King County to pay $3.5 million to settle suit alleging deputies left teen at massage parlor, where she was forced into prostitution decades ago

By Lewis Kamb   |  Originally published in Seattle Times

King County has agreed to pay $3.5 million to settle the lawsuit of a 45-year-old woman who claims that when she was a teenage runaway 28 years ago, sheriff’s deputies left her at a Federal Way massage parlor where she was forced into prostitution.

Under the settlement terms, the woman — who has asked to be identified only by her initials, M.T. — has agreed to drop her case and any other potential claims against the county and its employees, while the county admitted no wrongdoing.

But decades-old police reports written by an undercover detective as part of a prostitution sting operation proved key in corroborating the woman’s claims and led to the favorable settlement, said her attorney, Lincoln Beauregard.

“The strength of the case was that a jury wouldn’t like to hear about a cop leaving little girls with pimps at a house of prostitution,” said Beauregard, who represented M.T. with law partner Evan Fuller. “That’s not a good look.”

The reports detail that the detective, Jon Holland, picked up then-17-year-old M.T. at a bus stop on Pacific Highway South in December 1993 and gave her a ride to The Golden Touch, a strip-mall massage parlor. Holland later instructed two uniformed deputies to go to the business and identify M.T., and they confirmed her age and left the girl there, an affidavit he later wrote says.

M.T. contends the massage parlor’s operator, a convicted pimp and rapist, took her that night to a home in Bellevue, where she was assaulted and held captive for weeks, while being forced to work on the street as a prostitute.

M.T. ultimately escaped, but that initial encounter indoctrinated her into the sex trade and led to years of drug abuse, mental health problems and other issues, she contends. She sued the county last year, claiming in her complaint filed in King County Superior Court that deputies ignored mandatory reporting laws and “failed to exercise even the slightest care … to prevent the life-altering sexual and physical abuse that M.T. subsequently endured.”

Lawyers with the King County Prosecuting Attorney’s Office, which defended the case on behalf of the county Sheriff’s Office, twice tried to get the case tossed out of court, but a judge ruled each time the case could proceed to trial. The county’s settlement with M.T. was finalized Aug. 30.

The prosecutor’s office declined to comment and referred questions to the Sheriff’s Office. Sgt. Tim Meyer, spokesperson for Sheriff Mitzi Johanknecht, said Tuesday the Sheriff’s Office had no comment.

Holland, 57, who retired in 2019 after 30 years in law enforcement, did not respond to requests for comment Tuesday.

M.T. was a high school dropout with a troubled home life and nowhere to stay when Holland, working in plain clothes in an unmarked vehicle, picked her up off Pacific Highway South. M.T. said a neighbor she had previously babysat for worked at the massage parlor and gave her the address, and Holland offered to take her there. By then, the detective had been investigating The Golden Touch and its operators — Michael Larry Landry, and his girlfriend, Rochelle C. King — for more than a year and a half, records show.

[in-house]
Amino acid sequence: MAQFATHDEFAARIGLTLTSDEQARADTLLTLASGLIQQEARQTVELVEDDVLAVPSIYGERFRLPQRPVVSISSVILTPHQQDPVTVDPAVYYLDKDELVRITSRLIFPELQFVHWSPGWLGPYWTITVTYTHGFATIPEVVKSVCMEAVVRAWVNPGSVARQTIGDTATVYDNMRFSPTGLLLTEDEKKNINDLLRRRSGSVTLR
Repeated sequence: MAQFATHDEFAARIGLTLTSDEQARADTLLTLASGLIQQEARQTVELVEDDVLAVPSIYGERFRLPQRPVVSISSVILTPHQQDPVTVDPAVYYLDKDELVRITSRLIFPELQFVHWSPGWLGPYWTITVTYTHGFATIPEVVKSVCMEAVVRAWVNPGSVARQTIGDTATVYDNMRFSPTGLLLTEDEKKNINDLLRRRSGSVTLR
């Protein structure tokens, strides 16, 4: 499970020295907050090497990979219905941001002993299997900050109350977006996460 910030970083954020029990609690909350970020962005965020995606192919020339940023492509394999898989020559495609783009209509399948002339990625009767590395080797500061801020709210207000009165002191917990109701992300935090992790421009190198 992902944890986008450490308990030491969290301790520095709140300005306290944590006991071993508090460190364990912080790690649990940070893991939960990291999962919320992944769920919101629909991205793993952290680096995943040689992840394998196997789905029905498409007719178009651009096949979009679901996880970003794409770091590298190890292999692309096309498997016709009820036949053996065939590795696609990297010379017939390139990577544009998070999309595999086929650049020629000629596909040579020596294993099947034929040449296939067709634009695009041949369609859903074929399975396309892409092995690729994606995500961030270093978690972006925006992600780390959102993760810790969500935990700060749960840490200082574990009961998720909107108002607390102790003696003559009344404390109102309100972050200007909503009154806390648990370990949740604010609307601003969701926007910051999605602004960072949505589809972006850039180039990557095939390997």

After Holland agreed to give M.T. a ride, he “asked her a few times how old she was,” an affidavit he later wrote says. “She finally admitted to being seventeen years old.”

The affidavit added: “She started crying and said that she was scared to go there. She said she had never worked inside a massage parlor before. She asked me if I knew what she would be required to do.

“I told her that she would be required to perform sex acts on the patrons in exchange for money,” the detective’s statement added. “I dropped her off at the business and watched her walk in.”

The sheriff’s vice team investigated for at least eight more months as Holland and other deputies compiled evidence used to help charge and convict Landry and King.

Landry pleaded guilty to six felony counts of promoting prostitution, admitting he “knowingly advanced the prostitution of (M.T.),” as well as two other girls and three women, court records show. He served more than two years in prison, while King got a year of community supervision.

In an interview last year, M.T. said she struggled for years with low self-esteem, post-traumatic stress and suicidal thoughts, and sometimes returned to sex work to pay her rent and bills. After seeking trauma therapy in 2018 from the King County Sexual Assault Resource Center, M.T. said she finally recognized herself as a trafficking victim and realized that deputies had played a role.

M.T.’s settlement with the county partly “is intended to include funds for payment of any past or future health care costs related to my injuries arising from these claims and/or related injuries,” according to the agreement she signed.